To Insure or Not to Insure with Class Action Settlement Insurance? That is the Question.
For most companies, Class Action Settlement Insurance is the answer.
Few organizations walk away from a class action lawsuit unscathed. After spending significant sums to defend, the vast majority of cases result in some type of monetary settlement. Additionally, key executives can be diverted from business for months on end. Adding insult to injury, today’s media climate dramatically increases the likelihood that a class action will go viral. Cases against popular brands are frequently picked up by national news sources. Moreover, scores of websites and social media pages are dedicated to finding putative class members and instructing them on how to make a claim. In one widely publicized action, for example, a settlement involving the energy-drink brand Red Bull resulted in nearly 3 million class members seeking a $10 payout. In short, the risks associated with class action suits are greater than ever.
But there is a way to mitigate this risk. Risk Settlements analyzes the financial risk arising out of litigation and settlement and develops solutions to meet the financial, legal, and business objectives of companies involved in litigation. Specifically, Risk Settlements can access Class Action Settlement Insurance (CASI) which is an effective tool purchased after a class action suit has been filed and transfer the financial uncertainty of settlement away from the company’s balance sheet to an insurer.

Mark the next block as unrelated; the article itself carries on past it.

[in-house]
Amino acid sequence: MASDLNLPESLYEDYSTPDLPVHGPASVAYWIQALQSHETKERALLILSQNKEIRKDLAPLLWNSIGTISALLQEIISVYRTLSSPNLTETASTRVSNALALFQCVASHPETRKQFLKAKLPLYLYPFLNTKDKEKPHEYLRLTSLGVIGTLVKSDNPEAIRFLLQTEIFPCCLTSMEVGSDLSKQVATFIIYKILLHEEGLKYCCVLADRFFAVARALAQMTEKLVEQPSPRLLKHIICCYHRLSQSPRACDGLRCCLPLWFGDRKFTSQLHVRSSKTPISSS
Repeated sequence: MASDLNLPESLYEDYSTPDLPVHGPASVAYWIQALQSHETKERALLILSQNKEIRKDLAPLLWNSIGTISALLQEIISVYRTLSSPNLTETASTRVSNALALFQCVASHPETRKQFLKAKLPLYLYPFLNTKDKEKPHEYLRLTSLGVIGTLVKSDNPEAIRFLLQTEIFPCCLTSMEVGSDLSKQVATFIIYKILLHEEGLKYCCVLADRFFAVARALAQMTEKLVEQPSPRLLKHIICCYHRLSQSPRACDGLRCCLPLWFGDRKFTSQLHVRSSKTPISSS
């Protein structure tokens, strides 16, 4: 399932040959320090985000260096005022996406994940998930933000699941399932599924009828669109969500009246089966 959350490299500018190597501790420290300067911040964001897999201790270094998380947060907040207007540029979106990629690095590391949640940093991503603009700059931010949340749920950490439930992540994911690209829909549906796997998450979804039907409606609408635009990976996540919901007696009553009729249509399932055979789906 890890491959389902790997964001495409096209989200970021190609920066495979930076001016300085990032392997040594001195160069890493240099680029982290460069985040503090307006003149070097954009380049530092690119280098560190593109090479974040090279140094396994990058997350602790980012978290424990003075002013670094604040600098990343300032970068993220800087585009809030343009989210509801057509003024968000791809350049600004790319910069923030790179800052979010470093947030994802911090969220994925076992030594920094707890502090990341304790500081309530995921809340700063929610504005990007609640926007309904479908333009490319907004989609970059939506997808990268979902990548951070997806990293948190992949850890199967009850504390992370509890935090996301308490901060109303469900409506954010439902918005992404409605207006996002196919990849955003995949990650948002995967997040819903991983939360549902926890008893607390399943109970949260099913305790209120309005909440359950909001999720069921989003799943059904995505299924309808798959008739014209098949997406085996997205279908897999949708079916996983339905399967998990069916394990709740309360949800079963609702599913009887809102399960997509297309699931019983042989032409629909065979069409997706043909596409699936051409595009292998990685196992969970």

This article explores whether companies should insure against the financial risk arising out of a class action settlement.
When do companies look to insure against the financial risk of a class action settlement?
The following is a non-exhaustive list of reasons why companies seek to insure the risk of a class action settlement:
- The board of directors, owners, or stakeholders need certainty on the cost of settlement.
- The company is concerned about the volatility or uncertainty of the various financial outcomes.
- The company must fix the cost of settlement to make it economically possible (e.g. the company is unable to take a reserve for the full amount of the settlement exposure).
- The company is considering an M&A transaction and needs to ring fence the liability and liquidate the cost.
- The company’s loan covenants require it to cap the exposure from settlement.
- The company cannot withstand a viral outcome where most or all of the settlement is paid out.
CASI removes these risks. The organization and its stakeholders pay a fixed cost in exchange for risk transfer of the range of financial outcomes that may occur from the settlement. The insurer then bears the burden and absorbs the payout risk. The financial jeopardy then ceases to exist, which allows the company to resume normal operations.
Are there Circumstances where CASI doesn’t make sense?
While CASI is an invaluable product in most instances, some organizations simply don’t need it. For example, if the company (i) has excess cash reserves that can cover a viral settlement; (ii) settles multiple cases in a year and can internally diversify the risk; (iii) has no concerns about a settlement impacting its loan covenants, liquidity, or balance sheet; or (iv) has a high risk tolerance and is comfortable with the full range of financial outcomes, risk transfer may not be attractive. In reality, however, very few companies are in such an enviable position. For those companies with concerns about the impact of a class action settlement, the cost certainty of a CASI policy should be the solution they need to mitigate risk and provide an attractive off-ramp from an otherwise unpleasant experience.